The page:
Presto will cease to operate on January 31, 2017, with its subscribers transferring to a new Foxtel Play product. They will be able to use the new platform from December.
Presto was not the only Australian SVOD service in the news yesterday, with US entrepreneur Erik Pence buying Quickflix for A$1.3 million (US$1 million) to take it out of administration.
Financial terms of Foxtel’s deal to buy out Seven’s stake in the business were not revealed, but Foxtel CEO Peter Tonagh and Seven West Media CEO and managing director Tim Worner pointed to on-going programming and production partnerships between the companies.
To that end, Presto and Foxtel Play subs will soon have access to two upcoming Home and Away specials.
“The production of these Home and Away specials underlines the ongoing partnership between Foxtel and Seven West Media on content production for new consumer services,” Foxtel said in a statement.
The news brings to an end a JV that began just over 18 months ago, when Seven Network’s parent bought its 50% stake. However, reports surfaced in August that the commercial free-TV broadcaster was planning to pull out in the face of pressure from market leader Netflix and Fairfax Media/Nine Network JV service Stan.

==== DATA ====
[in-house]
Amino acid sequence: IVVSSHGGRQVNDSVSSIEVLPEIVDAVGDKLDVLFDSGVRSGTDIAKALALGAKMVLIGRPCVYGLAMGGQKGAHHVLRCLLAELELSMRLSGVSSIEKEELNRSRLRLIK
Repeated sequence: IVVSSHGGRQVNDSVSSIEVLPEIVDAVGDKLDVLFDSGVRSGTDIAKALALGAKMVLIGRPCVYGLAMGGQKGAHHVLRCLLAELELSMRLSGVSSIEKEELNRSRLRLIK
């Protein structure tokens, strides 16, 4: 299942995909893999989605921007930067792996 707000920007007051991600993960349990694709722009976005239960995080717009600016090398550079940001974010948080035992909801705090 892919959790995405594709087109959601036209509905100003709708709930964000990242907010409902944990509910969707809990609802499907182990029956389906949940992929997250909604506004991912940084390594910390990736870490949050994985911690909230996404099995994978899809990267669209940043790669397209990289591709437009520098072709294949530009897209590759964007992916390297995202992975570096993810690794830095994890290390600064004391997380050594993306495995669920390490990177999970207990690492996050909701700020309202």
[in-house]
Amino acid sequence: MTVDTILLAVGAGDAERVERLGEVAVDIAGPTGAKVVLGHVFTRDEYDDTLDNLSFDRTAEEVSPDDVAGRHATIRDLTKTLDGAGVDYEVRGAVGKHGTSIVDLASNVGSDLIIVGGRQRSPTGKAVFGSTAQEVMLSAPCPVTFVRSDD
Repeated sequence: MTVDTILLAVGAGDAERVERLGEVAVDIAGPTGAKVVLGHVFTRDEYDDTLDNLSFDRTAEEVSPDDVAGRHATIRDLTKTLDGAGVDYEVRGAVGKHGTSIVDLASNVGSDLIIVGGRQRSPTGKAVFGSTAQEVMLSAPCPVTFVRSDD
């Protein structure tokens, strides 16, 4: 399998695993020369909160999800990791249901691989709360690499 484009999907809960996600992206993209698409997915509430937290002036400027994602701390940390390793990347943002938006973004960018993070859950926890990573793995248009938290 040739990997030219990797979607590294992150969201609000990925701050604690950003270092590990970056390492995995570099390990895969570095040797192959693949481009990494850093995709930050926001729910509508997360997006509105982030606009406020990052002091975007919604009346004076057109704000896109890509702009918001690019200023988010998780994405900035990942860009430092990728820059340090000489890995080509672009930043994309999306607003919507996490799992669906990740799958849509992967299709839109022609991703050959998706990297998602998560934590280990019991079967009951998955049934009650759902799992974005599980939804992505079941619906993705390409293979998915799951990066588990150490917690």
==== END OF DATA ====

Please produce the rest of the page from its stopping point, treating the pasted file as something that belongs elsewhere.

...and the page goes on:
Quickflix, meanwhile, has had a much rougher time than its local rivals. Its shares were permanently suspended from the Australian Stock Exchange in August, having gone into voluntary administration in April.
Karma Media Holdings has now bought the business, with LA-based Pence taking over as MD. Quickflix will get A$700,000 to develop the service.
“The result is a good outcome for stakeholders,” said joint voluntary administrator Jason Tracy. “Under new control, the Quickflix business will continue to trade, 24 employees will be retained, departing or already departed employees will receive all relevant entitlements, creditors will get a return and suppliers will have the option of trading with the continuing business.”